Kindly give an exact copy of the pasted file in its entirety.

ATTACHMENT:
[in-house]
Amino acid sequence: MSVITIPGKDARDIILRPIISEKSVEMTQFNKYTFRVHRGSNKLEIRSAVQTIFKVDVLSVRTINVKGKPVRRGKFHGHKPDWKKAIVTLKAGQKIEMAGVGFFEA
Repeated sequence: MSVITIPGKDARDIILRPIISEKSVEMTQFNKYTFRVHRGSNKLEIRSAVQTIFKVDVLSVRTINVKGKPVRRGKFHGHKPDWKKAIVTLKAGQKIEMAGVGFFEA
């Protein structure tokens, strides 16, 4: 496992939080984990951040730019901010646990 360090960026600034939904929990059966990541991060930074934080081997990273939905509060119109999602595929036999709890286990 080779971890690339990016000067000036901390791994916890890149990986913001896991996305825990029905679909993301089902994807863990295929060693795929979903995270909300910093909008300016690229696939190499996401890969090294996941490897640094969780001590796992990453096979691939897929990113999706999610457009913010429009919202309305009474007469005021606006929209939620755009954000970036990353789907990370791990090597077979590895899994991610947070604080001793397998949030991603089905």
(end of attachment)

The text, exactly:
[in-house]
Amino acid sequence: MSVITIPGKDARDIILRPIISEKSVEMTQFNKYTFRVHRGSNKLEIRSAVQTIFKVDVLSVRTINVKGKPVRRGKFHGHKPDWKKAIVTLKAGQKIEMAGVGFFEA
Repeated sequence: MSVITIPGKDARDIILRPIISEKSVEMTQFNKYTFRVHRGSNKLEIRSAVQTIFKVDVLSVRTINVKGKPVRRGKFHGHKPDWKKAIVTLKAGQKIEMAGVGFFEA
């Protein structure tokens, strides 16, 4: 496992939080984990951040730019901010646990 360090960026600034939904929990059966990541991060930074934080081997990273939905509060119109999602595929036999709890286990 080779971890690339990016000067000036901390791994916890890149990986913001896991996305825990029905679909993301089902994807863990295929060693795929979903995270909300910093909008300016690229696939190499996401890969090294996941490897640094969780001590796992990453096979691939897929990113999706999610457009913010429009919202309305009474007469005021606006929209939620755009954000970036990353789907990370791990090597077979590895899994991610947070604080001793397998949030991603089905």